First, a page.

Edible Hanukkah Crafts For Kids

Edible Hanukkah Crafts for Kids

It's the first night of Hanukkah, and you've been preparing all day for your traditional feast. The rugelach smells incredible, the latkes are perfectly crisp, and your jelly doughnuts are almost ready when you realize that the kids are bored. They've grown tired of playing dreidel, and now don't have anything to do to get them in the Hanukkah spirit. These edible Hanukkah treats are the perfect crafts to distract your children while you're preparing the delectable holiday meal.

Bread Menorah

Have each child spread a slice of bread with nut butter. Stick nine carrots or celery sticks in a straight line down the center, each stick representing one of the nine candles on a menorah. Place a raisin on top of each "candle" using a dab of nut butter to represent the flames. Admire, photograph, and then eat for a tasty and nutritious treat.

Challah Menorah

Have your kids use challah dough to shape an edible menorah. Everyone will marvel at how incredible your golden brown menorah looks when it emerges from the oven. Place this on the table as a beautiful Hanukkah centerpiece.  

Cupcake Menorah

Have your children group their cupcakes together to look like the base and add one larger line of cupcakes in the middle to create a menorah. Light the candles and take a photo of the kids standing behind their masterpiece before they blow out the candles and devour their creations.

Dreidel Cookies

Making sugar cookies isn't just for Christmas. Buy some dreidel cut-outs, and make sugar cookie dough from scratch. Have your kids drizzle these dreidels in blue and white vanilla frosting. Teach them about the Jewish alphabet by having them draw the letters onto the cookies with icing.

Edible Torah Scroll

Have your kids create edible Torahs by wrapping two pretzel sticks, representing the atzei chaim, with a Fruit Roll-Up used to represent the mantel. Use silver balls to represent the crown of the Torah by placing them on top of the two pretzel sticks. Place one on each person's plate for Hanukkah dinner as an adorable pre-dinner treat.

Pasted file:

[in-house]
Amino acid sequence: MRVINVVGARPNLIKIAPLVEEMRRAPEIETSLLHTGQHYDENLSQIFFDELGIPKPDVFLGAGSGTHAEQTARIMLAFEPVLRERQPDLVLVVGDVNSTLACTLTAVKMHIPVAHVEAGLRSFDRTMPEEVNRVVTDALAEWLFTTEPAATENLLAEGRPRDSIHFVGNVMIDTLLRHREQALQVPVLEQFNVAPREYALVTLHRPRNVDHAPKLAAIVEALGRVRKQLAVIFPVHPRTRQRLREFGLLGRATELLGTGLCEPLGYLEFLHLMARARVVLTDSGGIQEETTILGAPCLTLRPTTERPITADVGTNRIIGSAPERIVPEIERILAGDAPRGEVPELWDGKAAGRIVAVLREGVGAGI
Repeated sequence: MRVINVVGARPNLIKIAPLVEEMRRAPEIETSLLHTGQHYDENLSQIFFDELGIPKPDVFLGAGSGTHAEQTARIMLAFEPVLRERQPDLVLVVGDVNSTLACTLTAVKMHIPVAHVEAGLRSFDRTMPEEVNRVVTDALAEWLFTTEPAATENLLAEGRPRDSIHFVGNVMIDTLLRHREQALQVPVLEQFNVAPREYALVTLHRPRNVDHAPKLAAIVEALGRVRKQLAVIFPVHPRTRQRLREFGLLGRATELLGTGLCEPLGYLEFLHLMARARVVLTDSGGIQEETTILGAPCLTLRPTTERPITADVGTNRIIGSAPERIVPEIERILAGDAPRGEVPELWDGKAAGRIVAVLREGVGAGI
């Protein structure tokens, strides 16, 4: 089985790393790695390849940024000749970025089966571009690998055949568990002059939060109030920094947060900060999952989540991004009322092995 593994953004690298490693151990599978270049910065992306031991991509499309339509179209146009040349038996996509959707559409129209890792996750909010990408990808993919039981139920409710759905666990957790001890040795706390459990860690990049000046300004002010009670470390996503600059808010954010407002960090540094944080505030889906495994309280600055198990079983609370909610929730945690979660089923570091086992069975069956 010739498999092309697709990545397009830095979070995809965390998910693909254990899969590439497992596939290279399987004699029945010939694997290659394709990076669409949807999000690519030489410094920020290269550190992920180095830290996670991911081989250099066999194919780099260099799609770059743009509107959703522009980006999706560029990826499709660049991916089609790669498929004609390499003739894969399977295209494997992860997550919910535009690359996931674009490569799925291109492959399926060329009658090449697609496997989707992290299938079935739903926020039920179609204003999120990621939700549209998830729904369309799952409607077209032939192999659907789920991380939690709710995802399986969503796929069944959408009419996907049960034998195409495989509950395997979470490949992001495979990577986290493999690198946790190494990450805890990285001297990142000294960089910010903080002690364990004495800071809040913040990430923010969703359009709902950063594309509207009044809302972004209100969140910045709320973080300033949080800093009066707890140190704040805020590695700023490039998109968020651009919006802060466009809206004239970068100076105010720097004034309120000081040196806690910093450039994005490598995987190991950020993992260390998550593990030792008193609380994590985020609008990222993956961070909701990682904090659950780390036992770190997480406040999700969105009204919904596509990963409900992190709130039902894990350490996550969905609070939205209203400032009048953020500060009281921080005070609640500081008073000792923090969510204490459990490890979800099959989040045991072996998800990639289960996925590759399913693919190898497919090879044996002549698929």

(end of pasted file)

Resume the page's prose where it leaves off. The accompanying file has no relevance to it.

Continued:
Hanukkah Gingerbread House

Create a gingerbread house with blue-and-white frosting to make a Hanukkah-inspired treat. You could also create one that looks like a synagogue. Celebrate your Jewish heritage by teaching your kids about the story of Hanukkah as they make their gingerbread masterpieces.

Homemade Applesauce

Make an activity out of cooking homemade applesauce by teaching your children about the significance of the fruit in Jewish culture. Simply break the apples down in a pot, and have your children mash the soft flesh into a smooth sauce.

Homemade Gelt

Why bother with purchasing the store-bought, foil-wrapped variety when you can create your own gelt at home? There are a plenty of ingredients to choose from and chocolates to dip with, so you can create something "healthy," like chocolate dipped apricots, or more indulgent, like chocolate-dipped wafer cookies or Oreos. Simply cover your desired ingredient in chocolate, and then wrap in gold foil to create homemade gelt.

Star of David Treats

Make a batch of Rice Krispies Treats, and have your kids mold them into Star of David shapes. Once the stars are set, your children can decorate the treats with blue-and-white frosting and sprinkles to represent Hanukkah.

Marshmallow Dreidels

For teaching children how to play the game, these are a fun tool to make and eat afterwards.

Skewer a marshmallow with a pretzel stick, taking care not to break the pretzel. With a bit of peanut butter or Nutella, "glue" an unwrapped Hershey's Kiss to the flat side of marshmallow and set aside. Roll and dip the dreidel in melted chocolate, then let harden on a wax paper-lined baking sheet. Once the dreidel is hardened, you can pipe the various symbols onto the chocolate covered marshmallow with melted white chocolate. Let the dreidels harden overnight before using them to play games.